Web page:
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    Scotland’s fate decided by the young

    Scotland’s fate decided by the young

    In or out, decided by a younger group of voters.

    Today’s the day of Scotland’s historic vote on whether it should be an independent country after 307 years of membership in Great Britain.

    This a simple majority vote, and is described as very close at a near 50-50 split.

    Which brings us to a bigger question: should such a momentous decision be made by a simple majority of voters on a single day, at a single point in time? My answer would not be “yes.”

    It depends on how much a person believes in a pure democracy. I do not trust it overly; I fear the tyranny of the overbearing majority that Madison feared. Apparently the Scots have no such trepidation.

    So, this is the sort of thing Scotland will get:

    Conor Matchett, 19, a philosophy student at the University of Edinburgh, said he was both nervous and optimistic about the outcome after voting Yes.

    “I want change. It’s as simple as that,” he said. “I believe a Yes vote is the only way to do that.”

    Matchett, originally from York, in Northern England, but granted a vote in Scotland’s referendum on the grounds of his residency here, said he was voting to counter what he felt was the continuing politics of austerity from British politicians down south in Westminster.

    “They are attacking the welfare state and many other things that people in Scotland hold really dear,” he said.

    It seems unwise that a 19-year-old college student, attending school in Scotland but actually from York, should have a say in this matter. Hope/change; sound familiar? “Simple as that.”

    And if college students from York can vote on whether Scotland should remain part of Great Britain, why not 16-year-olds? Where did that idea come from? Why, from reality, that’s where:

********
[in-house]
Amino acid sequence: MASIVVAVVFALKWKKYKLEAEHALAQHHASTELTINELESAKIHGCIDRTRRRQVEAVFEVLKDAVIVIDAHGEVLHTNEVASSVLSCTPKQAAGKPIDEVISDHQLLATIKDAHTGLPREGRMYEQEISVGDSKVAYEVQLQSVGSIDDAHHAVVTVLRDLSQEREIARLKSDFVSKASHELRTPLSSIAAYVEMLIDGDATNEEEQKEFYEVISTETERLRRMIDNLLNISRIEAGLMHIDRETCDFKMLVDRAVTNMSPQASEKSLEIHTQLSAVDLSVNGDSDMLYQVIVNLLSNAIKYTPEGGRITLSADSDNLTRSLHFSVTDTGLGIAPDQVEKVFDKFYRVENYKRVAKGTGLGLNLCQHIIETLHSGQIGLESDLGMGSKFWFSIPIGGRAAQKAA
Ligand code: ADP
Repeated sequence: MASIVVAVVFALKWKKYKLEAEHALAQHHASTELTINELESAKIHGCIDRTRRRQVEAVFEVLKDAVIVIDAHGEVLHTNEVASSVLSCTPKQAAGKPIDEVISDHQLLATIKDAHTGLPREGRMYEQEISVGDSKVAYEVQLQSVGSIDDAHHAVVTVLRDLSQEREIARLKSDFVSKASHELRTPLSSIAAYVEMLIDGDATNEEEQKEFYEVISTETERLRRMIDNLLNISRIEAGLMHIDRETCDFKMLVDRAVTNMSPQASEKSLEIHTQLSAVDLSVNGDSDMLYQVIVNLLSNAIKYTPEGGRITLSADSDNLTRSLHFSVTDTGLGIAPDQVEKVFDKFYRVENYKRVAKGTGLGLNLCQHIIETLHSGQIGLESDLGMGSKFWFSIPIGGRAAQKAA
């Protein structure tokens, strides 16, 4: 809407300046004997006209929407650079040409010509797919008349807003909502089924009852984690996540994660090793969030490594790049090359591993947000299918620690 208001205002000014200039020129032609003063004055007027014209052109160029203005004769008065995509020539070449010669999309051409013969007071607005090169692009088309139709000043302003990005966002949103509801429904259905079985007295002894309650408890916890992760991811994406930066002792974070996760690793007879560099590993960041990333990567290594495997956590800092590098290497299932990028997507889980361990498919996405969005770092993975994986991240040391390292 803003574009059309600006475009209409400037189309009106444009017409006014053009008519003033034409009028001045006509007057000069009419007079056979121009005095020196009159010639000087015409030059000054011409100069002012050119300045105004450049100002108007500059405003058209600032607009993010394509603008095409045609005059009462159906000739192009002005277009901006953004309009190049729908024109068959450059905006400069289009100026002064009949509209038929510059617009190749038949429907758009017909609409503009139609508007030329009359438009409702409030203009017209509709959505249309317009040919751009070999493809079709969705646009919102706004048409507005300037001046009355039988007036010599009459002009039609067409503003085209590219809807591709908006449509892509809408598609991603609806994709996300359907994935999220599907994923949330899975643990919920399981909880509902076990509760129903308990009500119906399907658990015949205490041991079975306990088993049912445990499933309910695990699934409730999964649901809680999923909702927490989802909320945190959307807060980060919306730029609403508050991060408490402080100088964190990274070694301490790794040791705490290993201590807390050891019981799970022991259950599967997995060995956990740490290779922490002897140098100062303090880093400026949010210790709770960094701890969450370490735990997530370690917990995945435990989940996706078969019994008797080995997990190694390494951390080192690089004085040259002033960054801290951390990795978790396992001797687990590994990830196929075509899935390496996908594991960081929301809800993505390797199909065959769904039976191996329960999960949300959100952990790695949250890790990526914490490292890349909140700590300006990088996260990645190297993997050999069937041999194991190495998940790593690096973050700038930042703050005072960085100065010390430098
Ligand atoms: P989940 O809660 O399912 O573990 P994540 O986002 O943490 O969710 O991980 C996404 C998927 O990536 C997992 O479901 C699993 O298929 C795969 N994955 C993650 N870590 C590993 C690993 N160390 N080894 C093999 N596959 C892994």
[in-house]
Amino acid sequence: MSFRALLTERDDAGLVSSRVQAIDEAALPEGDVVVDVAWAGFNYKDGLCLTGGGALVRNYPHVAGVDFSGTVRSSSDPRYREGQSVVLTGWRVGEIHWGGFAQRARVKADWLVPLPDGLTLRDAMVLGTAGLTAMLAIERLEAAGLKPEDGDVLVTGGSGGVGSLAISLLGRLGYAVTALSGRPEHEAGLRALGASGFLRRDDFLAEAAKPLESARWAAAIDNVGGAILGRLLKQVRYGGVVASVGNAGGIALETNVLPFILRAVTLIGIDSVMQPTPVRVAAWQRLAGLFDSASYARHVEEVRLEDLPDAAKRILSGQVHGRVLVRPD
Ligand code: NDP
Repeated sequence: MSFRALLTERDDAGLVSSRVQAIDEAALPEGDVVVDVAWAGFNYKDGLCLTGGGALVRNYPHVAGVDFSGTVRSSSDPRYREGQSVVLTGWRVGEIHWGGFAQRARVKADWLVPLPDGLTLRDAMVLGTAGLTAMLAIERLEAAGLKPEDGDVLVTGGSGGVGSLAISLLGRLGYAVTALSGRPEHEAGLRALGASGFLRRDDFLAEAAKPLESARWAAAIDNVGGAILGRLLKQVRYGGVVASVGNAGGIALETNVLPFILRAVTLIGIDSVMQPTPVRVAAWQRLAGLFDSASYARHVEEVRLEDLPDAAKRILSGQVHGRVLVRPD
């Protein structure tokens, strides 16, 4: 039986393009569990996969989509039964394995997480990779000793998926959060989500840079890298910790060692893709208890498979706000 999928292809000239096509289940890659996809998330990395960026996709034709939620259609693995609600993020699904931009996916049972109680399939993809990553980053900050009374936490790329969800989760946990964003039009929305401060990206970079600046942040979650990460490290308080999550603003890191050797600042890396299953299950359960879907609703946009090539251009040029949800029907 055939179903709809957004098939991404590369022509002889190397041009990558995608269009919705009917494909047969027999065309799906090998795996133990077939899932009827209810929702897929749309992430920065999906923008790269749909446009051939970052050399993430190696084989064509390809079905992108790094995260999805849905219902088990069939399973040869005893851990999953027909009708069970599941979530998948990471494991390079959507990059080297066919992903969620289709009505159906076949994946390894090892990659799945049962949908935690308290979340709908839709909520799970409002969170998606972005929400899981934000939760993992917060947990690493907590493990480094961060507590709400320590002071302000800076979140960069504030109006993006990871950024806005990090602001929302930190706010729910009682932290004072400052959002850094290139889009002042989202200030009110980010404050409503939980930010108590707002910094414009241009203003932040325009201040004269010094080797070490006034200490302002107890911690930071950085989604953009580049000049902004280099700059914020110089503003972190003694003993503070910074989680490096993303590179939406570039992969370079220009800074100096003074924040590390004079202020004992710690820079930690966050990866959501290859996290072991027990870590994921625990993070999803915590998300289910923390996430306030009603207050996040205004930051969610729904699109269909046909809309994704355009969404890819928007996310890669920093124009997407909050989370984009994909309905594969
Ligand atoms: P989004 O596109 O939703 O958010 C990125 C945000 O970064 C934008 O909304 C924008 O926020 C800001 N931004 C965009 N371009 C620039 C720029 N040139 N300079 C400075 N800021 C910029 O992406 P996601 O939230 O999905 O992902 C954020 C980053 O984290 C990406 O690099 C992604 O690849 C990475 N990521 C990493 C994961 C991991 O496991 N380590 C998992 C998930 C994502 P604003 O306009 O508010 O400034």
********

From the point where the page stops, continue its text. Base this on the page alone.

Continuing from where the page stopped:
A massive turnout of around 4.2 million Scots, about 97% of eligible voters, is expected, and residents as young as 16 have been granted permission to vote in the referendum.

    This is apparently the first time 16-year-olds in Scotland have been able to vote, and if the outcome is tight enough they might be the ones to decide the election. The youth vote is widely perceived as favoring independence; that would make intuitive sense, since independence from their parents is generally a yearning of that age group. But no one really knows how the group will lean in the referendum, and at least one poll indicates they favor “no” to independence.

    How did the 16-year-olds come to be included in the referendum? Apparently the Scottish Parliament made the decision, with the support of the more left-leaning parties and Scotland’s leader Alex Salmond, who favors independence and saw the youth vote as helpful in the fight to achieve it.

    It’s a logical extension of trends on the left that have been designed to increase their share of the vote by enfranchising more low information and easily-manipulated voters. As such, it makes perfect sense, and it’s no surprise that it is gaining favor across the pond, in countries that are even further along on the leftist path than we are.

    Is this what’s next for the US? Fortunately, it would require a lot more than a majority in Congress to change our voting rules at the national level and ban the prohibition of voting under 18; it requires an amendment to the Constitution. At the local level, however, the movement to extend the vote to below 18 has already begun, and has had some success.

    The whole thing has a snowball effect. As more and more immature and poorly informed voters are enfranchised, they will make poorer and poorer decisions. And that, of course, is all part of the plan.

    [Neo-neocon is a writer with degrees in law and family therapy, who blogs at neo-neocon.]


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    It was a crazy idea that could never work. The idea Scotland could pay for a welfare state with oil revenues from a dwindling reserve and increasing world supply was always a fantasy. Scotland’s interior deficits were already too high to join the EU – and they would have to adopt the euro to do so in any case.

    Lloyd’s of London and the Bank of Scotland had begun plans to move their headquarters to England if the “yes” vote won the day. That alone should tell even the casual observer it was not a viable proposition from the start.

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